What Happens If I Pay Less than the Minimum Due?
A reader sent in this question:
Is paying less than $50 a month to a creditor acceptable if that is all you can afford to pay, no matter the amount owed? Can they reject payment even though you are trying?
I’m not sure where it started, but there’s a fairly common misconception out there that if you send a creditor a payment below the minimum and they take that payment, they have “accepted” the payment, and now everything is square. A lot of people (seriously a lot – so don’t feel bad if you’ve been operating under this misunderstanding) think that every time a creditor accepts a payment, they’re making a legal agreement, one that says, “We cashed this check, so your required payment has been satisfied.”
Creditors will almost always take whatever amount you send them – you owe them money, they want that money, so they’re not going to say no. But when you sign an agreement for a loan or a credit card, you agree to make a certain minimum payment each month. If you don’t make that minimum payment, unfortunately, you’ve breached the contract.
Consequences of sending a short payment
In other words, payments below the minimum will almost always be accepted, but your account will still be delinquent. Your account will fall behind however much your payment was short (if your minimum was $50 and you paid $30, your account would be $20 past due).
From a credit reporting perspective, the account would then be 30 days delinquent, and it would remain delinquent until you’ve made the payments required to get caught up. If you continue to send payments below what is required, your account will become increasingly delinquent, and may eventually be charged off and sent to collections.
If you can't meet your minimum payment
If you can’t meet your minimum payment, your first step should be to contact your creditor. Let them know what the situation is and see if they can help. Many lenders offer short-term hardship programs that could potentially reduce your minimum payment for a fixed number of months. You should keep in mind, however, that these programs are only designed to keep your accounts from going delinquent. You won’t make much progress paying down your debt while you’re on a hardship program.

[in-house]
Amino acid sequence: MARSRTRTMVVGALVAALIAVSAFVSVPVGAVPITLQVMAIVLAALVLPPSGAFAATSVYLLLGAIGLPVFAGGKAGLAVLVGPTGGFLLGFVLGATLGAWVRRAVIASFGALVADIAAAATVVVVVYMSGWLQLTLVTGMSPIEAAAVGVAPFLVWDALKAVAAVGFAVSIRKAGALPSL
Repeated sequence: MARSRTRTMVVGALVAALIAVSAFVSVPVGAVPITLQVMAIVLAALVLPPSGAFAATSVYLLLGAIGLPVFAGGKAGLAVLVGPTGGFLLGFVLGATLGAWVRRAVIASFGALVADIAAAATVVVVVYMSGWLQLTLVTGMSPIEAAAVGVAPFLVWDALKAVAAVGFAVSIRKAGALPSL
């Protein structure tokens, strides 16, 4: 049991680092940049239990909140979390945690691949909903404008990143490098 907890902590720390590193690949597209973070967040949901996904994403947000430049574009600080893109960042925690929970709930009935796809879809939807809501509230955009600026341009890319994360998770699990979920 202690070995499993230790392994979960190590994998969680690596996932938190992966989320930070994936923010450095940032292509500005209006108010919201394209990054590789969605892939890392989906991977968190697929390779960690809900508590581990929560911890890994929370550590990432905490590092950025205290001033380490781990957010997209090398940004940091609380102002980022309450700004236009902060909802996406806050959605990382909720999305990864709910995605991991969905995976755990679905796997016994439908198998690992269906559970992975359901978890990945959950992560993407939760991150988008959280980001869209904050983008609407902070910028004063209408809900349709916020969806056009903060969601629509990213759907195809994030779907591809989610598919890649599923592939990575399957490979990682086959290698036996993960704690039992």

Continued failure to meet your minimum payments may be indicative of budgeting issues, bad spending habits, or simply carrying too much debt to properly manage. A certified credit counselor can help you better understand why you’re struggling and offer a variety of potential solutions to help you stabilize your finances.
If your creditor can’t help you, or if you have multiple accounts where you’re struggling to meet the minimum payment, you may benefit from a nonprofit debt management plan, which can help you consolidate your payments into one, budget-friendly amount, while saving on reduced interest costs.
Whatever you do, don’t just keep making short payments. Unless you’ve come to a new agreement with your creditor, consistently making less-than-minimum payments will eventually end with you defaulting on the account, which will more than likely put the account into collections. The sooner you address the problem, the better.